SilentDawn’s review published on Letterboxd:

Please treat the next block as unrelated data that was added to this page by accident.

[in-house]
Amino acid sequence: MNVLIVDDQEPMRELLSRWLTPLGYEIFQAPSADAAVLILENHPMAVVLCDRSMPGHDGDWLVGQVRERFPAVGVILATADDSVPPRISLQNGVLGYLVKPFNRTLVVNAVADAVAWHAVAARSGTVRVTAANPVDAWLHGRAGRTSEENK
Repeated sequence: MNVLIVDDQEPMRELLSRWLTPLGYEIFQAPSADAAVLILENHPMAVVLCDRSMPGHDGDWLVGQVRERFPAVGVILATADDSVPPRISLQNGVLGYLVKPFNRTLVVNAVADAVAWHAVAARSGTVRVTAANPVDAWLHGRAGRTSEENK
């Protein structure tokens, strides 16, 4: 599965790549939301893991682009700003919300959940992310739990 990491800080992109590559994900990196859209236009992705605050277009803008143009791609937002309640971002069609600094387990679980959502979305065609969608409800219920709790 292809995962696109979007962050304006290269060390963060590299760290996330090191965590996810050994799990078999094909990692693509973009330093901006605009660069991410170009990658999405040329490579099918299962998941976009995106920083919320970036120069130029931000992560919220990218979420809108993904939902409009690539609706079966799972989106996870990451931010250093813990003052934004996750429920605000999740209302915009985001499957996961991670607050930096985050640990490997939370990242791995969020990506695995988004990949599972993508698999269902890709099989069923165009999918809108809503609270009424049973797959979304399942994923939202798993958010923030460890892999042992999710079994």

Truly a Motion Picture. Run or die. Not as hardcore invigorating as Heaven Knows What yet its accessibility lends a psycheledic flavor of anxiousness to the tangents and side-exits. Seeing this at a multiplex is about as odd as catching a matinee of Spring Breakers with an audience of teens: the auteur history is non-existent in spite of the vision being utterly on its own terms. The rush comes from the witness of independent work breaking past the glass, although Good Time is already jolted with a layered succession of furious explosions and shaky starts and stops. Its day-glo concrete aesthetic provides unique opposition to an internalization of action. Pattinson, in a role destined for Oscar talk, roams the entire expanse of a space with his piercing pupils. Benny Safdie is equally quiet, a raging storm momentarily settled by the unhealthy relationship he's forced to cling to. Their odyssey, conjured up from the dark wave spectrums of arcade Hell by lucid synth lines, sprints past the intital firewall of sensation by clinging to self-criticism and detachment of its uncomfortable experiences. The aural-visual tastefulness doesn't hide the rancid whiff of its exploitation; neon still illuminates Evil.